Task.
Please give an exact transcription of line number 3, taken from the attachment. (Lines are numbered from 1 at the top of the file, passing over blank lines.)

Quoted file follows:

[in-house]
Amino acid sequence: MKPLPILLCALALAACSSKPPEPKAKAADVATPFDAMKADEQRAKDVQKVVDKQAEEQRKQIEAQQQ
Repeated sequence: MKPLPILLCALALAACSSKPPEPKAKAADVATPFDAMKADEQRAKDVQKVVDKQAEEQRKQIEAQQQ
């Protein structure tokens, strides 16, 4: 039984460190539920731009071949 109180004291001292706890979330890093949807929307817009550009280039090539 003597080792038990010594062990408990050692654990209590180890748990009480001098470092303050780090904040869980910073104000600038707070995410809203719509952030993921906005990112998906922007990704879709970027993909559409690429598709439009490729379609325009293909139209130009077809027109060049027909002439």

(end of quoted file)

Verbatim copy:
Repeated sequence: MKPLPILLCALALAACSSKPPEPKAKAADVATPFDAMKADEQRAKDVQKVVDKQAEEQRKQIEAQQQ